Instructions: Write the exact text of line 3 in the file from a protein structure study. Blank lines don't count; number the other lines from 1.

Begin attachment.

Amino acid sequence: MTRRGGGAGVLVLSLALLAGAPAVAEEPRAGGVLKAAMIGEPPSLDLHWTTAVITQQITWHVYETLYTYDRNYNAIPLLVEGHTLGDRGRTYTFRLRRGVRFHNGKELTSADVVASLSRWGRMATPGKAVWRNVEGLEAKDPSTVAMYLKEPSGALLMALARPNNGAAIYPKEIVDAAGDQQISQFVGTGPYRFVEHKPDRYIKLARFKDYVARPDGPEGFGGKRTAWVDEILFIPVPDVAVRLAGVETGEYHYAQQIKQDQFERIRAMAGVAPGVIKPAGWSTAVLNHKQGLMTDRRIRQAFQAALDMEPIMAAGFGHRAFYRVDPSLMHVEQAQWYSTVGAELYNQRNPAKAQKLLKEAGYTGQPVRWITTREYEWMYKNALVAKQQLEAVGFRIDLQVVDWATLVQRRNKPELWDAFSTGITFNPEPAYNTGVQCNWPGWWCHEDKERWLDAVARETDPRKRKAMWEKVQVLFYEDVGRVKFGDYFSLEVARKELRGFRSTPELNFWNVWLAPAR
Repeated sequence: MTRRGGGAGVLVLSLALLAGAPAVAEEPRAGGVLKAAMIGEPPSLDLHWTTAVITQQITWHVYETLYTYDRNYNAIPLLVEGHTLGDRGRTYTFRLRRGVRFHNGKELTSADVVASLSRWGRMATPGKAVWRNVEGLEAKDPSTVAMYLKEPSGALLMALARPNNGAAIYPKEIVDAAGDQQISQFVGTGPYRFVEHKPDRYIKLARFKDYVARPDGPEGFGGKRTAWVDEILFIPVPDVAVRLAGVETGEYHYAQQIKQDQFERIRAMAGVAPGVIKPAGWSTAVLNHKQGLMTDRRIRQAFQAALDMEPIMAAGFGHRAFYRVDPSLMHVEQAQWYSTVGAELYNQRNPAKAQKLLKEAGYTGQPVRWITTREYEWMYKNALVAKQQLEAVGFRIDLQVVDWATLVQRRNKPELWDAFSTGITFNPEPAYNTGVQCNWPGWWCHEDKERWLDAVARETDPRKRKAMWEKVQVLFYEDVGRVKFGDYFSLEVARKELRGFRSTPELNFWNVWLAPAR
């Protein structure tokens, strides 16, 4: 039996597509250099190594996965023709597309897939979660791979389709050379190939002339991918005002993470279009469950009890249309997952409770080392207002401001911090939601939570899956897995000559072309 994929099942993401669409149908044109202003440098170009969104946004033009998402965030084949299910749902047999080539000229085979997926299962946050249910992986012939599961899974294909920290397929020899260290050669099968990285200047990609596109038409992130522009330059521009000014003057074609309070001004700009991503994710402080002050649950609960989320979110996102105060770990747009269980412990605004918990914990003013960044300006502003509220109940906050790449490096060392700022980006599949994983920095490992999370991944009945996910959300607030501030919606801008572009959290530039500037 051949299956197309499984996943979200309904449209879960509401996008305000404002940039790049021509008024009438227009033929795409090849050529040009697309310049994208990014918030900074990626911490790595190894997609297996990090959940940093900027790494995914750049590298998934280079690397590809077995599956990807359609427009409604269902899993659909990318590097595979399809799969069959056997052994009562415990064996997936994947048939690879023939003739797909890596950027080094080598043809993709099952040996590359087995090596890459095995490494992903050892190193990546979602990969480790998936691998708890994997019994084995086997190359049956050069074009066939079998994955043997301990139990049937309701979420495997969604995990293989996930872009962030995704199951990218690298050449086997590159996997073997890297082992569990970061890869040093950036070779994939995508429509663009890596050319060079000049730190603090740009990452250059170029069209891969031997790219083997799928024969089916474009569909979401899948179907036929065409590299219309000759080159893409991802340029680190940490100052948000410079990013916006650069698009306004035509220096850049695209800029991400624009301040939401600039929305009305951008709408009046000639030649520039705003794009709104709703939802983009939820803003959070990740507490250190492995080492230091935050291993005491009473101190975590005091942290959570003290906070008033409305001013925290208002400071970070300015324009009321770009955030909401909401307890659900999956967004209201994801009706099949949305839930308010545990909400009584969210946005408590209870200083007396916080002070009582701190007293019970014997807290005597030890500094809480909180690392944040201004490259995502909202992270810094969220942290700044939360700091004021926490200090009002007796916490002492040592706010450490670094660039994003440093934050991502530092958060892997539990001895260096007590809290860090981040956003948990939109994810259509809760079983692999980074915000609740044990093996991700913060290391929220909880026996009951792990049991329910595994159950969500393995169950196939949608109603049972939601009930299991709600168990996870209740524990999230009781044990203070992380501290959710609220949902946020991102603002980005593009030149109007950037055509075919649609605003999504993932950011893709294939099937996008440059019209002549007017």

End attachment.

């Protein structure tokens, strides 16, 4: 039996597509250099190594996965023709597309897939979660791979389709050379190939002339991918005002993470279009469950009890249309997952409770080392207002401001911090939601939570899956897995000559072309 994929099942993401669409149908044109202003440098170009969104946004033009998402965030084949299910749902047999080539000229085979997926299962946050249910992986012939599961899974294909920290397929020899260290050669099968990285200047990609596109038409992130522009330059521009000014003057074609309070001004700009991503994710402080002050649950609960989320979110996102105060770990747009269980412990605004918990914990003013960044300006502003509220109940906050790449490096060392700022980006599949994983920095490992999370991944009945996910959300607030501030919606801008572009959290530039500037 051949299956197309499984996943979200309904449209879960509401996008305000404002940039790049021509008024009438227009033929795409090849050529040009697309310049994208990014918030900074990626911490790595190894997609297996990090959940940093900027790494995914750049590298998934280079690397590809077995599956990807359609427009409604269902899993659909990318590097595979399809799969069959056997052994009562415990064996997936994947048939690879023939003739797909890596950027080094080598043809993709099952040996590359087995090596890459095995490494992903050892190193990546979602990969480790998936691998708890994997019994084995086997190359049956050069074009066939079998994955043997301990139990049937309701979420495997969604995990293989996930872009962030995704199951990218690298050449086997590159996997073997890297082992569990970061890869040093950036070779994939995508429509663009890596050319060079000049730190603090740009990452250059170029069209891969031997790219083997799928024969089916474009569909979401899948179907036929065409590299219309000759080159893409991802340029680190940490100052948000410079990013916006650069698009306004035509220096850049695209800029991400624009301040939401600039929305009305951008709408009046000639030649520039705003794009709104709703939802983009939820803003959070990740507490250190492995080492230091935050291993005491009473101190975590005091942290959570003290906070008033409305001013925290208002400071970070300015324009009321770009955030909401909401307890659900999956967004209201994801009706099949949305839930308010545990909400009584969210946005408590209870200083007396916080002070009582701190007293019970014997807290005597030890500094809480909180690392944040201004490259995502909202992270810094969220942290700044939360700091004021926490200090009002007796916490002492040592706010450490670094660039994003440093934050991502530092958060892997539990001895260096007590809290860090981040956003948990939109994810259509809760079983692999980074915000609740044990093996991700913060290391929220909880026996009951792990049991329910595994159950969500393995169950196939949608109603049972939601009930299991709600168990996870209740524990999230009781044990203070992380501290959710609220949902946020991102603002980005593009030149109007950037055509075919649609605003999504993932950011893709294939099937996008440059019209002549007017």